Utilization of TDM in clinical management of IBD patients

Role of TDM in management of LOR
A recent study by Vande Casteele et al. suggested three possible mechanisms of LOR: mechanistic failure, non-immune pharmacokinetic failure and immune mediated pharmacokinetic failure [3].
AGA guidelines on TDM in IBD suggested the possible use of TDM in diagnosis and proper strategy for the management of the three mentioned LOR mechanisms:
1.  Mechanistic failure, which is a lack of response despite optimal drug concentration, is due to the disease process being driven by inflammatory mediators that are not blocked by the administered drug. It can be managed by switching to a drug out of class (swap). In these patients, TDM can show absence of ADAbs and therapeutic drug levels [9].
2.  Non-immune pharmacokinetic failure is a lack of adequate response with an inadequate drug concentration and lack of ADAbs due to rapid drug clearance. TDM can show absence of ADAbs and sub-therapeutic drug levels. In these patients, it can be beneficial to increase the concentration of the original anti-TNF drug [9].
3.  Immune-mediated pharmacokinetic failure is a low or undetectable trough concentration with high ADAbs level. In this case, immune mediated ADAbs are neutralizing the drug. TDM can show an inadequate drug concentration and detectable ADAbs in the patient’s serum. It is recommended to switch the treatment within the same family of the original anti-TNF drug [9].
Role of TDM in induction therapy
So far, no study has evaluated the use of TDM during induction therapy. This means that it is uncertain whether the use of TDM to guide treatment changes is beneficial in patients with sub-optimal response to induction therapy [9]. Further studies are needed to identify the optimal target trough concentration and time needed to achieve maximal effectiveness of the anti-TNF agent during induction therapy [9].
Role of TDM in maintenance therapy
The only randomized controlled trial (RCT) on this topic is the TAXIT (Trough concentration adapted IFX treatment) trial by Vande Casteele et al., in which patients were first dose optimized to reach an IFX trough concentration of 3.7 μg/mL and then randomized to either proactive TDM or no TDM [3]. Despite the fact that patients with low trough concentration were added to the proportion of patients achieving clinical and biological remission due to initial dose optimization, after dose optimization through TDM, the proportion of patients achieving remission at 1 year with routine proactive TDM vs. no TDM was not significantly different (RR 1.04; 95% CI 0.88–1.24). Thus, while this study demonstrated that initial TDM for dose optimization can be beneficial, it did not show that routine repeated TDM benefited patients at 1 year [9].
Cost-effectiveness of TDM
In a systematic review, Martelli et al. eval-uated the cost effectiveness of a TDM-based strategy. The authors concluded that a test-based strategy with TDM of anti-TNF is more cost-effective than an empirical strategy in both IBD and patients with rheumatoid arthritis, with no negative impact on efficacy [25]. In one RCT, they demonstrated that a TDM-based strategy of dose escalation in CD patients with secondary IFX failure led to cost savings of up to €3,140 at 12 weeks [26].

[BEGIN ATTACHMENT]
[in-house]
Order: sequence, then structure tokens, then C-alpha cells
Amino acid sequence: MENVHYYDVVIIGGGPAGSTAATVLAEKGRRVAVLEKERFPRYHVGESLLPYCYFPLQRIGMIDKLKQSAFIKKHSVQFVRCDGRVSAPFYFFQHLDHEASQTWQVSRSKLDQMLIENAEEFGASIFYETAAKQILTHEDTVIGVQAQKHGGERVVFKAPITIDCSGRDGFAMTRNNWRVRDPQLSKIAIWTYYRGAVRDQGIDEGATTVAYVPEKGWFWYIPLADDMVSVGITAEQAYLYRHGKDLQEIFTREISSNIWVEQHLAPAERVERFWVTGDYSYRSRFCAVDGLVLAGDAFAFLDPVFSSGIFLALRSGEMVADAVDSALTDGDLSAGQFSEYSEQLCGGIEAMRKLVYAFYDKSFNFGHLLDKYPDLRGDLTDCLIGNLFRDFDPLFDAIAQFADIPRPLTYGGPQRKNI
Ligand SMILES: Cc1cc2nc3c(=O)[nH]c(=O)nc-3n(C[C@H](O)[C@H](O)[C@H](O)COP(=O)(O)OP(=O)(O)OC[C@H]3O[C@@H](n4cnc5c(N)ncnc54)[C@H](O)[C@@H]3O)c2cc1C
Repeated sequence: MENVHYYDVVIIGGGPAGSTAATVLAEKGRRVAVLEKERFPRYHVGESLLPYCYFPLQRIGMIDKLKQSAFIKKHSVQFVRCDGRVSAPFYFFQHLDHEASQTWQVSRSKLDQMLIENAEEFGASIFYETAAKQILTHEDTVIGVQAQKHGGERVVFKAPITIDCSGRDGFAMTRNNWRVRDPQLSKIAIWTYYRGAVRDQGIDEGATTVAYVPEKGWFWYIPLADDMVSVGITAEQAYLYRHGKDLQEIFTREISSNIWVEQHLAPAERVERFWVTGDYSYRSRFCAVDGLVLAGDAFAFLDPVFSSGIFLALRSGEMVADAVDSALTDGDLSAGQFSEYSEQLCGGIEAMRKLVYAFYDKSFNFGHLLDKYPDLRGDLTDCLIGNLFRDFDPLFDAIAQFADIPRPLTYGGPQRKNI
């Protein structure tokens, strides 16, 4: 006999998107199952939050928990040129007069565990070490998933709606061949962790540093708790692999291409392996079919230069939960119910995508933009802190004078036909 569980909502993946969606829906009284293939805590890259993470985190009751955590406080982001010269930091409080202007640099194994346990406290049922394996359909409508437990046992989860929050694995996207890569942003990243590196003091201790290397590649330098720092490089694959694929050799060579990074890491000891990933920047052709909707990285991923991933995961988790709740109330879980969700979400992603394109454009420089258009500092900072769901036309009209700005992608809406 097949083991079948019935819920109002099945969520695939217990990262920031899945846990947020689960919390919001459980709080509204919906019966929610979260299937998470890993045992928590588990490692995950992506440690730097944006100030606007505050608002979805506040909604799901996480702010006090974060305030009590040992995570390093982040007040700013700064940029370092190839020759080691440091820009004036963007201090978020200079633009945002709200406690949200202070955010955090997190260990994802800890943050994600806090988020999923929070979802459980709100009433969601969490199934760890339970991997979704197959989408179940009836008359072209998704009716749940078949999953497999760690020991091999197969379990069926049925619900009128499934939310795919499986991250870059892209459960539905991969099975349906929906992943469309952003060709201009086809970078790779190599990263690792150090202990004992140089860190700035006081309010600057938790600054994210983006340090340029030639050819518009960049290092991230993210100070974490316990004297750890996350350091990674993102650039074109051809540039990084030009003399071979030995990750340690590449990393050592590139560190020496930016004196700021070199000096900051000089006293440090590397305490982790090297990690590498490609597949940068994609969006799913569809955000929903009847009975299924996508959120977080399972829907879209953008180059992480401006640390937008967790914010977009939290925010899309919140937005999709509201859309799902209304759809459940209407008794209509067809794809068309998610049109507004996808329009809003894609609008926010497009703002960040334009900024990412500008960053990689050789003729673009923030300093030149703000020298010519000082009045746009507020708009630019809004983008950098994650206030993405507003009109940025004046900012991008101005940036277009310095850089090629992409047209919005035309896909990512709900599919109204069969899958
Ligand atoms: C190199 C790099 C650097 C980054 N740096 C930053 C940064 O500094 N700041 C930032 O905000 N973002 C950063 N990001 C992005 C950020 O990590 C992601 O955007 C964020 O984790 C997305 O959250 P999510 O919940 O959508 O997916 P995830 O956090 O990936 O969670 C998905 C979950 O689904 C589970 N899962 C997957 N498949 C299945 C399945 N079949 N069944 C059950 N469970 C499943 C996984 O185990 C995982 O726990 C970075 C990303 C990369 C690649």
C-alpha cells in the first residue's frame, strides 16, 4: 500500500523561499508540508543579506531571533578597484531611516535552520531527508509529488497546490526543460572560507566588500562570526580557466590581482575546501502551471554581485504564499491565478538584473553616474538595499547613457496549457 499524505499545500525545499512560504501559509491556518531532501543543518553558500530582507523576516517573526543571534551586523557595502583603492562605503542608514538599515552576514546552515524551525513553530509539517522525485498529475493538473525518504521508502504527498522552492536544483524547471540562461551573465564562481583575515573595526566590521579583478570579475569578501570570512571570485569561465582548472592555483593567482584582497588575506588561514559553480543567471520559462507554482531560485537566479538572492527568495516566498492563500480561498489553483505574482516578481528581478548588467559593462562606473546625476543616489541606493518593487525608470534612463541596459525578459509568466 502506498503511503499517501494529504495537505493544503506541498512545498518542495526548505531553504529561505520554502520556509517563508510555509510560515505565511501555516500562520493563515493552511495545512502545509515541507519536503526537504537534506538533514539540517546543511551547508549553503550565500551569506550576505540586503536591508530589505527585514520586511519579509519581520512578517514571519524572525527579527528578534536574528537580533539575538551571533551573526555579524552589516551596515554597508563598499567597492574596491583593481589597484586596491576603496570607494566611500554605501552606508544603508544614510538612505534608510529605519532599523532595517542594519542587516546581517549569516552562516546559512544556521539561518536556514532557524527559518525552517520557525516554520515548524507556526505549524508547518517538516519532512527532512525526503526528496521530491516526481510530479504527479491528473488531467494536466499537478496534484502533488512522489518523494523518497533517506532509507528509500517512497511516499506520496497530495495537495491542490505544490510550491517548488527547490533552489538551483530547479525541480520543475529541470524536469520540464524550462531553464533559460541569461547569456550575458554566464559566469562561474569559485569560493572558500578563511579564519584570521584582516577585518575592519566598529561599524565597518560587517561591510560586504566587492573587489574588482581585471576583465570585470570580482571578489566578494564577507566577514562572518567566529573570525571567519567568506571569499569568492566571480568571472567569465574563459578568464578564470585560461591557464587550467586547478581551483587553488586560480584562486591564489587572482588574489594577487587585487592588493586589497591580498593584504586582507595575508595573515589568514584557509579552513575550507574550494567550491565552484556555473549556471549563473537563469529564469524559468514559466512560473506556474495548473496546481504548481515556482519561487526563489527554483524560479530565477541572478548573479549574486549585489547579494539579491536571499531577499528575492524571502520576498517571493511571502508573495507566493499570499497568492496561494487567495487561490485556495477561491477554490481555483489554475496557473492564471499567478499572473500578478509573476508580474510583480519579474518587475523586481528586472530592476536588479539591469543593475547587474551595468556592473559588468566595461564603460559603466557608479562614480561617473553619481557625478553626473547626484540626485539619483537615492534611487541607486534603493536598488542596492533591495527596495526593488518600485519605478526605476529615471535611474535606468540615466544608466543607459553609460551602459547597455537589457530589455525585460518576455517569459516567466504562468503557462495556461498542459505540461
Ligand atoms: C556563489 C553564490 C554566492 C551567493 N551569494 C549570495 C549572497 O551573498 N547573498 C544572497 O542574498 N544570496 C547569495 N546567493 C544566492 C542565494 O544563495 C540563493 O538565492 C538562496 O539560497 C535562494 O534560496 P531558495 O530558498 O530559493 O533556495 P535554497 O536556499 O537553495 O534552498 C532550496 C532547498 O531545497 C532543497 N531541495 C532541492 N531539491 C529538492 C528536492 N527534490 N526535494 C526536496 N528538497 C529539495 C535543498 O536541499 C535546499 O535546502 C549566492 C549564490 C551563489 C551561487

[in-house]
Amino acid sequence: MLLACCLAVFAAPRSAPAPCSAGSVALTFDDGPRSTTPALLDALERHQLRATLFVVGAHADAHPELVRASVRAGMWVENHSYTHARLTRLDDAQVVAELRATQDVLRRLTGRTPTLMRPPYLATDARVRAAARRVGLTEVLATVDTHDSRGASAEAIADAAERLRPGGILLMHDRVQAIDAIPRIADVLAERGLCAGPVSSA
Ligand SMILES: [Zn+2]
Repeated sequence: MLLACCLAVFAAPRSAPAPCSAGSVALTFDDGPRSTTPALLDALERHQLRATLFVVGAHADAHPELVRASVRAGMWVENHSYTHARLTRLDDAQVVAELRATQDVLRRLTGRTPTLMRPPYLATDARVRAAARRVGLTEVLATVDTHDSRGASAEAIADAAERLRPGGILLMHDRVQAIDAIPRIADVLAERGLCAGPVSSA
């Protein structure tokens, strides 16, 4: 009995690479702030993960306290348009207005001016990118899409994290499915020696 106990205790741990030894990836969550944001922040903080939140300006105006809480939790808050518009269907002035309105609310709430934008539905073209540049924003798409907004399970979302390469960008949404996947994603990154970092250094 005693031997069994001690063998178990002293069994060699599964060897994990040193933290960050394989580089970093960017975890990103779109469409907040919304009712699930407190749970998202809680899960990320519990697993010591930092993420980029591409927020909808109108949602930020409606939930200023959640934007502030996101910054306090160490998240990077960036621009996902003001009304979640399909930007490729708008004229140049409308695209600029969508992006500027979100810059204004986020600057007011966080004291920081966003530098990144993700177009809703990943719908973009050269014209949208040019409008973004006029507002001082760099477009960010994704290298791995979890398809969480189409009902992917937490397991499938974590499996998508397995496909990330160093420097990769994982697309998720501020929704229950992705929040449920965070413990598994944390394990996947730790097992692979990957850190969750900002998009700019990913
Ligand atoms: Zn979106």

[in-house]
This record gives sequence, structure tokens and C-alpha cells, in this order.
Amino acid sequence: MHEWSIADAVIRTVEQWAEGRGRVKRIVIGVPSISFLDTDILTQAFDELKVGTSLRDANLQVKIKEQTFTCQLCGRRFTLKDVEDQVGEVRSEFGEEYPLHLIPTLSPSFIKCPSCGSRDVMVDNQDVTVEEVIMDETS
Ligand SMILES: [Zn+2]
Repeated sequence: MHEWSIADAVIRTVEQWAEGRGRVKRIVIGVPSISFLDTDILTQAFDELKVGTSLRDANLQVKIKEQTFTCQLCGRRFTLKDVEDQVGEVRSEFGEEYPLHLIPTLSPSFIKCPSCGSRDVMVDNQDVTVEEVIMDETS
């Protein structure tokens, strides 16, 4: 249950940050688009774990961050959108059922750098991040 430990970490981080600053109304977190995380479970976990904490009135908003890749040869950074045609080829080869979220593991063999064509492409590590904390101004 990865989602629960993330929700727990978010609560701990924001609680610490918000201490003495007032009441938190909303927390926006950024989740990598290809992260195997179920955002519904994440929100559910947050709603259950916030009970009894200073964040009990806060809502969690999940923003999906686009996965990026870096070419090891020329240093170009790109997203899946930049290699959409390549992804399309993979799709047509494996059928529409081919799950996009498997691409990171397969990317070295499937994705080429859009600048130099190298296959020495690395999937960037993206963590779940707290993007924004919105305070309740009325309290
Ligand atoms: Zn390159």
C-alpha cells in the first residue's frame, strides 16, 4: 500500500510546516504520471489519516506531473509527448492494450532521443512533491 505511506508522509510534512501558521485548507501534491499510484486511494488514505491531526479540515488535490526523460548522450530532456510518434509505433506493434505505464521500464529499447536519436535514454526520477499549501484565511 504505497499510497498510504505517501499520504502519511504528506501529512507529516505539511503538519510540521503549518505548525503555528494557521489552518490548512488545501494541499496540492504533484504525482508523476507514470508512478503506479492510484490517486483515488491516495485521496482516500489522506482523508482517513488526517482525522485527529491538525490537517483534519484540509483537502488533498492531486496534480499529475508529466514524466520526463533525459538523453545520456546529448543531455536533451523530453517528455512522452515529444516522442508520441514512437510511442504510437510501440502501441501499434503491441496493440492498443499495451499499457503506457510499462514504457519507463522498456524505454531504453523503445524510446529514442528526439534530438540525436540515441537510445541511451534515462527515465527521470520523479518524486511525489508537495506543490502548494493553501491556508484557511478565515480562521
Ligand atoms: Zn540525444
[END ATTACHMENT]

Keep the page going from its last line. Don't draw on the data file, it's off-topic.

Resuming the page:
Currently, TDM is recommended to be performed solely for LOR [9]. It has been shown that TDM is more cost effective than empiric dose escalation of anti-TNF therapy [25] and can better direct treatment in IBD patients [9]. However, before TDM-based algorithms and personalized medicine can be utilized fully in everyday clinical practice, the optimal concentration therapeutic window, ideal clinically relevant time of measurement of drug concentrations (peak, intermediate, trough), and the most suitable assay for both anti-TNF drug and ADAbs should be determined [9].
Current and future perspectives of TDM could include: the development of rapid assays allowing measurement of anti-TNF at the bedside; additional well-designed RCTs with direct patient-relevant outcomes providing a better understanding of the proper cut-off values for anti-TNFs trough levels; ideal measurement times; clinical meaning of ADAbs concentration; comparison of routine proactive TDM with no TDM; and identifying the frequency with which TDM should be performed. Development of software decision support tools that could incorporate a predictive pharmacokinetics model based on individual patient and disease characteristic could assist the decision-making process in clinical settings.
Conflicts of interest
In the last 5 years, Anna Krajcovicova has served as a speaker for MSD, Egis and Takeda.
Tibor Hlavaty has served as a speaker or advisory board members for either MSD, Abbvie, Hospira, Egis, Alfa Wasserman, Pfizer, Takeda and Vifor. Tibor Hlavaty has received scientific grants and unrestricted educational grants from MSD, Hospira and Abbvie. For Yashar Jalali there are no conflicts of interests.

The Editorial Board declares that the manuscript met the ICMJE „uniform requirements“ for bio­­­­medical papers.
Redakční rada potvrzuje, že rukopis práce splnil ICMJE kritéria pro publikace zasílané do bio­­­­medicínských časopisů.

Submitted/Doručeno: 21. 12. 2017
Accepted/Přijato: 30. 1. 2018
Yashar Jalali, MD
IBD Center, Subdepartment  of Gastroenterology and Hepatology
5th Department of Internal Medicine
Faculty of Medicine
Comenius University and University  Hospital Bratislava
Ruzinovska 6
826 06 Bratislava
Slovak Republic